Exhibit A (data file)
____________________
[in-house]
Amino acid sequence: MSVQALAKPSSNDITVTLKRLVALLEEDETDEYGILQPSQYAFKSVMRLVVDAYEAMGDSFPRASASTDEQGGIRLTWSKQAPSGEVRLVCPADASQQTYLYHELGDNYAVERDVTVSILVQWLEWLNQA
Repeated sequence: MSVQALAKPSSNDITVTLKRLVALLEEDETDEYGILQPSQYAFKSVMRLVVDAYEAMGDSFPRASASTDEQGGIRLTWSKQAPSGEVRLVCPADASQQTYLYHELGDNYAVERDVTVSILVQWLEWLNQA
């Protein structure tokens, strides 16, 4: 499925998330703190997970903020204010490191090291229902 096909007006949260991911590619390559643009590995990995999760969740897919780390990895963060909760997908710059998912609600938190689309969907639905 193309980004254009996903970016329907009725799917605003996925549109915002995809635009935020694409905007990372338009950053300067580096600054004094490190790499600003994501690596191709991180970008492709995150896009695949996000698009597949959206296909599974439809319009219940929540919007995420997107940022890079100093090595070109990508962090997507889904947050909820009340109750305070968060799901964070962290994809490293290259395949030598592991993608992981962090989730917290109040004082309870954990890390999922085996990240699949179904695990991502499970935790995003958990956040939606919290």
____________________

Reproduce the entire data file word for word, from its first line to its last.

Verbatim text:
[in-house]
Amino acid sequence: MSVQALAKPSSNDITVTLKRLVALLEEDETDEYGILQPSQYAFKSVMRLVVDAYEAMGDSFPRASASTDEQGGIRLTWSKQAPSGEVRLVCPADASQQTYLYHELGDNYAVERDVTVSILVQWLEWLNQA
Repeated sequence: MSVQALAKPSSNDITVTLKRLVALLEEDETDEYGILQPSQYAFKSVMRLVVDAYEAMGDSFPRASASTDEQGGIRLTWSKQAPSGEVRLVCPADASQQTYLYHELGDNYAVERDVTVSILVQWLEWLNQA
């Protein structure tokens, strides 16, 4: 499925998330703190997970903020204010490191090291229902 096909007006949260991911590619390559643009590995990995999760969740897919780390990895963060909760997908710059998912609600938190689309969907639905 193309980004254009996903970016329907009725799917605003996925549109915002995809635009935020694409905007990372338009950053300067580096600054004094490190790499600003994501690596191709991180970008492709995150896009695949996000698009597949959206296909599974439809319009219940929540919007995420997107940022890079100093090595070109990508962090997507889904947050909820009340109750305070968060799901964070962290994809490293290259395949030598592991993608992981962090989730917290109040004082309870954990890390999922085996990240699949179904695990991502499970935790995003958990956040939606919290």